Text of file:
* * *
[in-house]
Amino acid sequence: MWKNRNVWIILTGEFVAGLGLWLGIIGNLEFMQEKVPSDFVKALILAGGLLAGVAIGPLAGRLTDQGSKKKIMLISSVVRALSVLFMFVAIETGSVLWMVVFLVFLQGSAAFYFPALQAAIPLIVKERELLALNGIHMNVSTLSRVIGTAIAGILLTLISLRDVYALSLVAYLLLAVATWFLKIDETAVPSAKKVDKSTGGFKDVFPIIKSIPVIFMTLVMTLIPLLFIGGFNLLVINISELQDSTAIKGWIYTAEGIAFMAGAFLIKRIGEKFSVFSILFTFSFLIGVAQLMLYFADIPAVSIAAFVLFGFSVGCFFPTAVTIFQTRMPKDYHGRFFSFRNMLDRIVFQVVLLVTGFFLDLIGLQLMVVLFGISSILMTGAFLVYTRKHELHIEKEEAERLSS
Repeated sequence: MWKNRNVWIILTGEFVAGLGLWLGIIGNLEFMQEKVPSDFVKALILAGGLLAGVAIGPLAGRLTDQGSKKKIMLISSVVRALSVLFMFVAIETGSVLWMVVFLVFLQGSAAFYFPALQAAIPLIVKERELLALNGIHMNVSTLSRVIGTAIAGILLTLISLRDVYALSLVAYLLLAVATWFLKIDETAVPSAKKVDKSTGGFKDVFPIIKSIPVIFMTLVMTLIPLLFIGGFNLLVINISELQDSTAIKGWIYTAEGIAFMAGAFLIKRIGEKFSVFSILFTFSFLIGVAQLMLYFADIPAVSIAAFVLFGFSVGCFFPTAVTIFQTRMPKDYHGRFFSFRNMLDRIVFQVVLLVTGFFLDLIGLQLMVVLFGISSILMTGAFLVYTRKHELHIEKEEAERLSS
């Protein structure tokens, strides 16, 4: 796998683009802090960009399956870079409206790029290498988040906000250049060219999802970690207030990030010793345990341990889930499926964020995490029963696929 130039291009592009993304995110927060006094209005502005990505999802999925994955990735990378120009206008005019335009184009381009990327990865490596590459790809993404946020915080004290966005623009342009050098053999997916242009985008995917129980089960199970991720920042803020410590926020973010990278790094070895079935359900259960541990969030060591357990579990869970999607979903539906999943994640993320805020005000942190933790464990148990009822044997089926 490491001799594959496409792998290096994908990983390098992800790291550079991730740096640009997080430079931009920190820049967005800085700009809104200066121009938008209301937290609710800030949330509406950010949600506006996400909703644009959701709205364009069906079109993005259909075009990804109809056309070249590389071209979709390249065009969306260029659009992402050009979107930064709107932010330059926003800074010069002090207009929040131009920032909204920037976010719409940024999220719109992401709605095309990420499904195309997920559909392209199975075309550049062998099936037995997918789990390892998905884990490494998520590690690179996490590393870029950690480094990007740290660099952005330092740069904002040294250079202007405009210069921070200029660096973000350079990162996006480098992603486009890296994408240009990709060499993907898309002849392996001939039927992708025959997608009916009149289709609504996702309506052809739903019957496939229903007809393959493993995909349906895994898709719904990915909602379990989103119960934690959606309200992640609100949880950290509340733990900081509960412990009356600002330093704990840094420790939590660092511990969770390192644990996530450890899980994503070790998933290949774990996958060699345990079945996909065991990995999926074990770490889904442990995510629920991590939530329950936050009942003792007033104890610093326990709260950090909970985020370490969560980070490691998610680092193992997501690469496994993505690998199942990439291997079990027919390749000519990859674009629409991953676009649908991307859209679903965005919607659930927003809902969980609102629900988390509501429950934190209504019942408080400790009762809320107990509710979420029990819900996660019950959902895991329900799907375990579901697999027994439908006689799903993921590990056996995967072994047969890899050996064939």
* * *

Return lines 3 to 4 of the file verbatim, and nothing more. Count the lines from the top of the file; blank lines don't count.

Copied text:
Repeated sequence: MWKNRNVWIILTGEFVAGLGLWLGIIGNLEFMQEKVPSDFVKALILAGGLLAGVAIGPLAGRLTDQGSKKKIMLISSVVRALSVLFMFVAIETGSVLWMVVFLVFLQGSAAFYFPALQAAIPLIVKERELLALNGIHMNVSTLSRVIGTAIAGILLTLISLRDVYALSLVAYLLLAVATWFLKIDETAVPSAKKVDKSTGGFKDVFPIIKSIPVIFMTLVMTLIPLLFIGGFNLLVINISELQDSTAIKGWIYTAEGIAFMAGAFLIKRIGEKFSVFSILFTFSFLIGVAQLMLYFADIPAVSIAAFVLFGFSVGCFFPTAVTIFQTRMPKDYHGRFFSFRNMLDRIVFQVVLLVTGFFLDLIGLQLMVVLFGISSILMTGAFLVYTRKHELHIEKEEAERLSS
């Protein structure tokens, strides 16, 4: 796998683009802090960009399956870079409206790029290498988040906000250049060219999802970690207030990030010793345990341990889930499926964020995490029963696929 130039291009592009993304995110927060006094209005502005990505999802999925994955990735990378120009206008005019335009184009381009990327990865490596590459790809993404946020915080004290966005623009342009050098053999997916242009985008995917129980089960199970991720920042803020410590926020973010990278790094070895079935359900259960541990969030060591357990579990869970999607979903539906999943994640993320805020005000942190933790464990148990009822044997089926 490491001799594959496409792998290096994908990983390098992800790291550079991730740096640009997080430079931009920190820049967005800085700009809104200066121009938008209301937290609710800030949330509406950010949600506006996400909703644009959701709205364009069906079109993005259909075009990804109809056309070249590389071209979709390249065009969306260029659009992402050009979107930064709107932010330059926003800074010069002090207009929040131009920032909204920037976010719409940024999220719109992401709605095309990420499904195309997920559909392209199975075309550049062998099936037995997918789990390892998905884990490494998520590690690179996490590393870029950690480094990007740290660099952005330092740069904002040294250079202007405009210069921070200029660096973000350079990162996006480098992603486009890296994408240009990709060499993907898309002849392996001939039927992708025959997608009916009149289709609504996702309506052809739903019957496939229903007809393959493993995909349906895994898709719904990915909602379990989103119960934690959606309200992640609100949880950290509340733990900081509960412990009356600002330093704990840094420790939590660092511990969770390192644990996530450890899980994503070790998933290949774990996958060699345990079945996909065991990995999926074990770490889904442990995510629920991590939530329950936050009942003792007033104890610093326990709260950090909970985020370490969560980070490691998610680092193992997501690469496994993505690998199942990439291997079990027919390749000519990859674009629409991953676009649908991307859209679903965005919607659930927003809902969980609102629900988390509501429950934190209504019942408080400790009762809320107990509710979420029990819900996660019950959902895991329900799907375990579901697999027994439908006689799903993921590990056996995967072994047969890899050996064939």